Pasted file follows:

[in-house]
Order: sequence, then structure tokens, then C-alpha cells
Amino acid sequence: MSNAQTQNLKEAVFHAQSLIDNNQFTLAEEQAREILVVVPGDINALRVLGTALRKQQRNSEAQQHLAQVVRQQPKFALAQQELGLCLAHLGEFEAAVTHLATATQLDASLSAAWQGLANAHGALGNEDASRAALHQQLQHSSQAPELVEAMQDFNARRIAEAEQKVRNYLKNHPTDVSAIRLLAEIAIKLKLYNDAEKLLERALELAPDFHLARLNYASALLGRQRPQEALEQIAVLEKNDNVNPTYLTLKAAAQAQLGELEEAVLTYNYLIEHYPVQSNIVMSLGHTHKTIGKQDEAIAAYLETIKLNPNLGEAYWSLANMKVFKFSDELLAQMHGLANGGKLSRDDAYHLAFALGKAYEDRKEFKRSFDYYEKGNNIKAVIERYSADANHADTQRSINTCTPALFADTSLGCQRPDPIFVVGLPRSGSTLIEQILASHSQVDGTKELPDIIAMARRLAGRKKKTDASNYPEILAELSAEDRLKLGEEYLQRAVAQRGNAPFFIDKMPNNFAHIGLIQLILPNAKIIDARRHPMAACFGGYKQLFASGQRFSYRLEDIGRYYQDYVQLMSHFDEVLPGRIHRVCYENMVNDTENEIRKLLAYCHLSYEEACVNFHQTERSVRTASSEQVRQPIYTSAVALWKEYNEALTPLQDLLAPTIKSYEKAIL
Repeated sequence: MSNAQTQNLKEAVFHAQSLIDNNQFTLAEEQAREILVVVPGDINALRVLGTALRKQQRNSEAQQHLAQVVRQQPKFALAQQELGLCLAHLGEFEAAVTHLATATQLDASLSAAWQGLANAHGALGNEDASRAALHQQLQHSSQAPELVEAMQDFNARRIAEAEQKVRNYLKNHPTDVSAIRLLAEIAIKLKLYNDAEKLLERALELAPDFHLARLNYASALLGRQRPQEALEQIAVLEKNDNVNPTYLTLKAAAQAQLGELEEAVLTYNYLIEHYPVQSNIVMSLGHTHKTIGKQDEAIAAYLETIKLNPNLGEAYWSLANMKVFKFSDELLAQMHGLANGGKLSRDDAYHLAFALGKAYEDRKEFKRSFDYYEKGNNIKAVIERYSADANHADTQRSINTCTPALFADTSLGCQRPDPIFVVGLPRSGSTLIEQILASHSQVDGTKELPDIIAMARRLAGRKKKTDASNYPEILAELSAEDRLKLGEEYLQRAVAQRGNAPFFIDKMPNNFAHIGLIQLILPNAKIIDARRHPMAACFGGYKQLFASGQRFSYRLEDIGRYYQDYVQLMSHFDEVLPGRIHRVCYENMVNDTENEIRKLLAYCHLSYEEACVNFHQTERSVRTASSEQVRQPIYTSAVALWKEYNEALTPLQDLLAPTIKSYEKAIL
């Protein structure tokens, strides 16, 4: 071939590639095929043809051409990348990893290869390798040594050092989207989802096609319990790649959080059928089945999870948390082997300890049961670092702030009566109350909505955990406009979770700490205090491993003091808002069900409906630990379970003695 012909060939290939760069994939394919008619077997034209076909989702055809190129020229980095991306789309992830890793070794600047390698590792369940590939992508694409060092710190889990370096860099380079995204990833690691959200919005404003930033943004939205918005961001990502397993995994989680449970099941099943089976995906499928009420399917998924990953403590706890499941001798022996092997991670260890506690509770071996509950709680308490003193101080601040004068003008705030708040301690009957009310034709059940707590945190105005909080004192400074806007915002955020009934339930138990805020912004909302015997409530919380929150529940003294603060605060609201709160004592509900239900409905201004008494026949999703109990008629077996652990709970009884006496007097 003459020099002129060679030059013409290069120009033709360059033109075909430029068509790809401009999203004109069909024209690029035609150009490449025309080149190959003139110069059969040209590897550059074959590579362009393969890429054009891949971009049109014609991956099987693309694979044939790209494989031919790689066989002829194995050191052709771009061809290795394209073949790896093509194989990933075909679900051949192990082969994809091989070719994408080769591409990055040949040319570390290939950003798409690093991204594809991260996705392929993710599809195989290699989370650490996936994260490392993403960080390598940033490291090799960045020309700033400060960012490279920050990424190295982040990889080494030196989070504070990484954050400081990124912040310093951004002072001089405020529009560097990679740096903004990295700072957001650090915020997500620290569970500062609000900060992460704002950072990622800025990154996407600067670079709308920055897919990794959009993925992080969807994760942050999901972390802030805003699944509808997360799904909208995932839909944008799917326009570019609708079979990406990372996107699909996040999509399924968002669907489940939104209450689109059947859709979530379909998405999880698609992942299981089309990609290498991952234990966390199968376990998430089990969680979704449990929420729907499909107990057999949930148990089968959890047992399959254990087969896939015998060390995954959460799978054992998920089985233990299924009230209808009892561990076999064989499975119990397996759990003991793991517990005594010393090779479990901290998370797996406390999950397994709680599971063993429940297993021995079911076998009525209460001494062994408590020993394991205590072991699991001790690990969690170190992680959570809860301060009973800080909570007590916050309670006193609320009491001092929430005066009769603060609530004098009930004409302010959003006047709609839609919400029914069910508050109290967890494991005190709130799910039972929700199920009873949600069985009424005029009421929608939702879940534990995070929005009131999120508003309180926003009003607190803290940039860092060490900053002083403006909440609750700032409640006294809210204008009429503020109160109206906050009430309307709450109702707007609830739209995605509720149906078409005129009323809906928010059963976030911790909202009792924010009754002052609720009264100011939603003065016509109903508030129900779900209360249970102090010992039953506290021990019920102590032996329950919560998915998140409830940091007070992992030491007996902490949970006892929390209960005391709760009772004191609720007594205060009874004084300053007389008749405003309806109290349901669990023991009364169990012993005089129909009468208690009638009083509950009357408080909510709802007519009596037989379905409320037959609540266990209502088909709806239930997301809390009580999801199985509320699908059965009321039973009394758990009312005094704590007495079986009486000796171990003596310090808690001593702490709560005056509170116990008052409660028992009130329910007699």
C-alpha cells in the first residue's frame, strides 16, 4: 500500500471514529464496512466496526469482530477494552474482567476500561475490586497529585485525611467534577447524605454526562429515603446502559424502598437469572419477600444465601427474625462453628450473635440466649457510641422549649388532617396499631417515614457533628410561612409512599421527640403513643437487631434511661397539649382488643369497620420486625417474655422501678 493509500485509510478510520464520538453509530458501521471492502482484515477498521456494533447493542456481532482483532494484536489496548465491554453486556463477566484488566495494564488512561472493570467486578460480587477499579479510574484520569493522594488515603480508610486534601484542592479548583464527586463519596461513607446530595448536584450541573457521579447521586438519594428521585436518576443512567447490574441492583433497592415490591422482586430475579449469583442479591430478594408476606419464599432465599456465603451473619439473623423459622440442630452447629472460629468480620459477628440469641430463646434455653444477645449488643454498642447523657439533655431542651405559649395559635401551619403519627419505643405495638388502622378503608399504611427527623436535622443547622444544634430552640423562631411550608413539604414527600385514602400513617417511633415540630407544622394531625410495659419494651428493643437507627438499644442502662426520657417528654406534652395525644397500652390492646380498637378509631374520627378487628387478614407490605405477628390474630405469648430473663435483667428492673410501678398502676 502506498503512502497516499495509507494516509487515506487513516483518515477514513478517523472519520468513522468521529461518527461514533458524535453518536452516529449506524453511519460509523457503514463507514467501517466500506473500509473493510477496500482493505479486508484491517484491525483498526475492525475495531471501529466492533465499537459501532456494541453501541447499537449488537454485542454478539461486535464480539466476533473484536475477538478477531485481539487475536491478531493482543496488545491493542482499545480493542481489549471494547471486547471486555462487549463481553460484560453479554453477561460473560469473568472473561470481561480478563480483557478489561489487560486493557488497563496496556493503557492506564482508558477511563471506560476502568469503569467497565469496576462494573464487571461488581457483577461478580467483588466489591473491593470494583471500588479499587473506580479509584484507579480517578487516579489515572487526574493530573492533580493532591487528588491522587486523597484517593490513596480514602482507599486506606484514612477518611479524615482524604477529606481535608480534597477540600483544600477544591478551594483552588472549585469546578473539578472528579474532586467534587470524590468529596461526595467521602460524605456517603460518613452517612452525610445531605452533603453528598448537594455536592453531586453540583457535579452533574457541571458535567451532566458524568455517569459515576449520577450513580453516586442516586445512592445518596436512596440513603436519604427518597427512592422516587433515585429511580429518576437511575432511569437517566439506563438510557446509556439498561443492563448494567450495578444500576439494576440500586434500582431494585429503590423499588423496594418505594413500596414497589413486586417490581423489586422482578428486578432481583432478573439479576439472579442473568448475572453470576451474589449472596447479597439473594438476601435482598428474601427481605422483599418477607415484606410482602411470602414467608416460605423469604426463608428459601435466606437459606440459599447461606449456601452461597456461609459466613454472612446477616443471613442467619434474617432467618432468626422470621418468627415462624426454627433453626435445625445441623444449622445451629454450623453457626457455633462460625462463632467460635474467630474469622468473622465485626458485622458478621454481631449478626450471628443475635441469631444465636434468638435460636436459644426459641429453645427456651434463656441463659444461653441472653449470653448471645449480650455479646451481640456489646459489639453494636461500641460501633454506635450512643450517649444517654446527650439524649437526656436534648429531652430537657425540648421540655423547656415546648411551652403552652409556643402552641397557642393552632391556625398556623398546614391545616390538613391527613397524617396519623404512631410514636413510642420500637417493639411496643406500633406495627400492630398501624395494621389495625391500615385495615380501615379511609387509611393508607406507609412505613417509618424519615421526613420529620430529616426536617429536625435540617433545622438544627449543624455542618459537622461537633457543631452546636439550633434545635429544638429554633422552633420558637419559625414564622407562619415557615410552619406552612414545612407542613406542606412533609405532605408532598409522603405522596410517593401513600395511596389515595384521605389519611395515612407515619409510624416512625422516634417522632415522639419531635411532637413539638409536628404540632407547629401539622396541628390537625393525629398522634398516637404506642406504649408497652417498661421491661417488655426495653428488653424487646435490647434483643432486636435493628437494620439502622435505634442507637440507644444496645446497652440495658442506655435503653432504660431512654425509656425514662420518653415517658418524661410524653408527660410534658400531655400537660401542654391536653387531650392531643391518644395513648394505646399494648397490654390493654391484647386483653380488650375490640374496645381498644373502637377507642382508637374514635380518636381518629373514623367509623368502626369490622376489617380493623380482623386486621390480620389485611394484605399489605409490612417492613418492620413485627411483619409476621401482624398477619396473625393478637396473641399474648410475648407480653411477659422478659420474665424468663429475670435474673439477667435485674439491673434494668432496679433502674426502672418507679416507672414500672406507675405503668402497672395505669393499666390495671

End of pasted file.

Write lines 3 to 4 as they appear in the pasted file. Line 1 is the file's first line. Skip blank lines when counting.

Amino acid sequence: MSNAQTQNLKEAVFHAQSLIDNNQFTLAEEQAREILVVVPGDINALRVLGTALRKQQRNSEAQQHLAQVVRQQPKFALAQQELGLCLAHLGEFEAAVTHLATATQLDASLSAAWQGLANAHGALGNEDASRAALHQQLQHSSQAPELVEAMQDFNARRIAEAEQKVRNYLKNHPTDVSAIRLLAEIAIKLKLYNDAEKLLERALELAPDFHLARLNYASALLGRQRPQEALEQIAVLEKNDNVNPTYLTLKAAAQAQLGELEEAVLTYNYLIEHYPVQSNIVMSLGHTHKTIGKQDEAIAAYLETIKLNPNLGEAYWSLANMKVFKFSDELLAQMHGLANGGKLSRDDAYHLAFALGKAYEDRKEFKRSFDYYEKGNNIKAVIERYSADANHADTQRSINTCTPALFADTSLGCQRPDPIFVVGLPRSGSTLIEQILASHSQVDGTKELPDIIAMARRLAGRKKKTDASNYPEILAELSAEDRLKLGEEYLQRAVAQRGNAPFFIDKMPNNFAHIGLIQLILPNAKIIDARRHPMAACFGGYKQLFASGQRFSYRLEDIGRYYQDYVQLMSHFDEVLPGRIHRVCYENMVNDTENEIRKLLAYCHLSYEEACVNFHQTERSVRTASSEQVRQPIYTSAVALWKEYNEALTPLQDLLAPTIKSYEKAIL
Repeated sequence: MSNAQTQNLKEAVFHAQSLIDNNQFTLAEEQAREILVVVPGDINALRVLGTALRKQQRNSEAQQHLAQVVRQQPKFALAQQELGLCLAHLGEFEAAVTHLATATQLDASLSAAWQGLANAHGALGNEDASRAALHQQLQHSSQAPELVEAMQDFNARRIAEAEQKVRNYLKNHPTDVSAIRLLAEIAIKLKLYNDAEKLLERALELAPDFHLARLNYASALLGRQRPQEALEQIAVLEKNDNVNPTYLTLKAAAQAQLGELEEAVLTYNYLIEHYPVQSNIVMSLGHTHKTIGKQDEAIAAYLETIKLNPNLGEAYWSLANMKVFKFSDELLAQMHGLANGGKLSRDDAYHLAFALGKAYEDRKEFKRSFDYYEKGNNIKAVIERYSADANHADTQRSINTCTPALFADTSLGCQRPDPIFVVGLPRSGSTLIEQILASHSQVDGTKELPDIIAMARRLAGRKKKTDASNYPEILAELSAEDRLKLGEEYLQRAVAQRGNAPFFIDKMPNNFAHIGLIQLILPNAKIIDARRHPMAACFGGYKQLFASGQRFSYRLEDIGRYYQDYVQLMSHFDEVLPGRIHRVCYENMVNDTENEIRKLLAYCHLSYEEACVNFHQTERSVRTASSEQVRQPIYTSAVALWKEYNEALTPLQDLLAPTIKSYEKAIL